Causative Verbs – Rules, Structure & List of Examples

You might be here wondering, “What are causative verbs, Candace?” Well, I’m going to explain it in a way that anyone can understand! Causative verbs are verbs that indicate that one individual, object, or event causes another to do something.

I’ll show you the meaning, functions, and examples of how to use causative verbs in your sentences. You’ll also get a list of causative verbs in the English language.

What is a Causative Verb?

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Causative verbs or causatives are verbs used to indicate that an individual causes another person to do something for another one. In other words, someone or something is indirectly responsible for a specific action in the form of verb used.

Let’s remember from my other guides that the usual meaning of verbs are parts of speech that express time while showing an action, condition, or the fact that something exists.

For example:

  • Why did you let him eat sweets?

In the sentence I wrote, I have the speaker noting that the person they are talking to is responsible for letting him eat sweets.

Here are more examples:

  • Jane had Alexa clean the house.
  • I had my car washed yesterday morning.
  • I made my mother bake some cookies.

Causative Verb List

While you might not be familiar with a causative verb, you’ve probably used them several times in your writing. There are four popular causative verb examples in English.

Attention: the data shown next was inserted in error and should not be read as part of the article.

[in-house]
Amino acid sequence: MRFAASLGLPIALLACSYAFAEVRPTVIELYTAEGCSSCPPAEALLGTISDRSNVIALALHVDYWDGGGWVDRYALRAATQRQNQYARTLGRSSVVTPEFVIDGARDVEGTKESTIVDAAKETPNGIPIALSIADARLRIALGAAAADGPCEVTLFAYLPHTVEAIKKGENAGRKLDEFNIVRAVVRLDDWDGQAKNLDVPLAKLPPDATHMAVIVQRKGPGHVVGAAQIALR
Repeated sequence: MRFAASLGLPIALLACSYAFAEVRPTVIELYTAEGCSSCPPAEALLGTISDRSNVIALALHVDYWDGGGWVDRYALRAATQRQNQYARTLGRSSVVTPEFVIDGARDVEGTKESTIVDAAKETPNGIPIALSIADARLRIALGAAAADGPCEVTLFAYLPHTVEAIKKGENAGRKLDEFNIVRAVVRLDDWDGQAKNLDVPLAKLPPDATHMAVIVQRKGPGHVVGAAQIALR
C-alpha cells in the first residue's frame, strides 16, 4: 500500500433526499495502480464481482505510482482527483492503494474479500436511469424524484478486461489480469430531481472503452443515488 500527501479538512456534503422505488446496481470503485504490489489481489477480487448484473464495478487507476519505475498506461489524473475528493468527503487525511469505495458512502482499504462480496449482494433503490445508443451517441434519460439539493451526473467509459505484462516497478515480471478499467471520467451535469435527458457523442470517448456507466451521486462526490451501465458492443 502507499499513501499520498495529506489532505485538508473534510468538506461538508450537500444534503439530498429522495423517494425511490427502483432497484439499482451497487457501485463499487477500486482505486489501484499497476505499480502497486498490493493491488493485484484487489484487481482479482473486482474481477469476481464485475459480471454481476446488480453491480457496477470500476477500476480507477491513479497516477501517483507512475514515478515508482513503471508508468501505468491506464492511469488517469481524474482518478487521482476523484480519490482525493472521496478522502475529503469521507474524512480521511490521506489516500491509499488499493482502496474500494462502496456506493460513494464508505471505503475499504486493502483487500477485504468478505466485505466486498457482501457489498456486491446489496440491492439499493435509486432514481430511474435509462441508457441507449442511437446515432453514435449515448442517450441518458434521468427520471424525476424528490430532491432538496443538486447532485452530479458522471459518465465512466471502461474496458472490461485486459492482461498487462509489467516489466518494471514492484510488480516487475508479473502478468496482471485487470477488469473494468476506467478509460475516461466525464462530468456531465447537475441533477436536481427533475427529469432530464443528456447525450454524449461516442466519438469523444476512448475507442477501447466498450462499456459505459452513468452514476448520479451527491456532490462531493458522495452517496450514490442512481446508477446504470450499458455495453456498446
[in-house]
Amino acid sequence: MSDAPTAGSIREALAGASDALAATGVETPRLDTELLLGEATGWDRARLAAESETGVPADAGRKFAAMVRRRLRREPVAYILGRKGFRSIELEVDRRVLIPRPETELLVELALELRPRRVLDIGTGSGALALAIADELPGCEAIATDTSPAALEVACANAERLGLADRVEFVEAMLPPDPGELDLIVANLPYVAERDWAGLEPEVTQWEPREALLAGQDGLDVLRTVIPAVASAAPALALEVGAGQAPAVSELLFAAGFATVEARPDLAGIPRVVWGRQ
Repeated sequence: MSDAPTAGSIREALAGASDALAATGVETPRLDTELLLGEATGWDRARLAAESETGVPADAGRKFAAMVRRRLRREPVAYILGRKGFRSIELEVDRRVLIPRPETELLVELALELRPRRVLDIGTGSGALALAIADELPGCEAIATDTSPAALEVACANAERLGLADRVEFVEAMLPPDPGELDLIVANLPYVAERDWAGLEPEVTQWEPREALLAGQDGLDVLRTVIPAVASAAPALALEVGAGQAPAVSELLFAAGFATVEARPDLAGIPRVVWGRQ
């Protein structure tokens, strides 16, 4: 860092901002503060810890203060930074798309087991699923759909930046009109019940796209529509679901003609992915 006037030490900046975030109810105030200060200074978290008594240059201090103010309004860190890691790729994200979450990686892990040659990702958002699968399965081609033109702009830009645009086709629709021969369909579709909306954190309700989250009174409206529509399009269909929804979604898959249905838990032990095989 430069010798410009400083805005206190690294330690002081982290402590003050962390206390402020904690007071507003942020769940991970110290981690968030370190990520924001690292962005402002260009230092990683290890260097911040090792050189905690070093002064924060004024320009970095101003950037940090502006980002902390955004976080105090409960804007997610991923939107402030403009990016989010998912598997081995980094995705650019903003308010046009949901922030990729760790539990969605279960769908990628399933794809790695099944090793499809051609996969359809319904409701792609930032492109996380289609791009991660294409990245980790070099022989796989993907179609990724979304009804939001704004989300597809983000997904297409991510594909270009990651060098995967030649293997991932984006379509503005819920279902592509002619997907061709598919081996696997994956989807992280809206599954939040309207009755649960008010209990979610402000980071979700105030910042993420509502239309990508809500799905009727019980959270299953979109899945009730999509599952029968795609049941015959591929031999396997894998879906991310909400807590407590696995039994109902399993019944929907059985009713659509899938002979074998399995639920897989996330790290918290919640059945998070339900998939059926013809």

• Have
  • Get
  • Make
  • Let

Causative Verb Rules

Let’s look at how to form some causative sentences so you can better see the causative meaning behind the use of these verb phrases.

Have

Have is a common causative verb that means to permit someone to do something. In other words, you have someone do something. The correct sentence structure is:

  • Subject + have + person + root verb.

For example:

  • I’ll have Jeremy buy the fruits tomorrow. (simple future tense)
  • I have had my sister share her room with Paula. (present perfect tense)

Get

Get has the same definition as have, but is less formal. It can also mean to trick somebody. The correct sentence structure when using this causative verb is:

  • Subject + get + person + to + root verb.

For example:

  • I got her to buy me tickets.
  • She got her dad to enroll her at UCLA.

Make

Make does not have the same definition as have and get. It means to require, demand, or force someone to do something. The correct sentence structure here is:

  • Subject + make + person + root form of the verb.

Here are some sentence samples.

  • She made me go to the party even if I didn’t want to.
  • My parents make me come home every summer break.

Let

This causative verb means to permit someone to perform a specific action. The correct structure is:

  • Subject + let + person + root verb.

Here are some examples.

  • Do not let kids watch violent movies.
  • Let me know if you need help with the homework.
  • She lets me borrow her phone sometimes.

Examples of Causative Verbs Sentences

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Here are more examples of sentences with causative verbs.

  • The president had the vice president lead the new dam project.
  • You had me calling Julienne every day.
  • I got my parents to buy me a new bike for my birthday.
  • She got the teacher to dismiss the class on time today.
  • She let me visit my friend today.
  • Why did they let the dogs run without a leash?
  • My teacher made me do my homework early.
  • Linda made me wash the dishes.

Causative Verbs in a Nutshell

Hopefully, this article helped you learn the definition, formulas, and uses of causative common verbs. I hope it also made you recognize the causative verb in this sentence! Have you?

Causative verbs belong to the class of verbs that shows someone being responsible for a specific action. The four most common causative verbs are make, get, have, and let.

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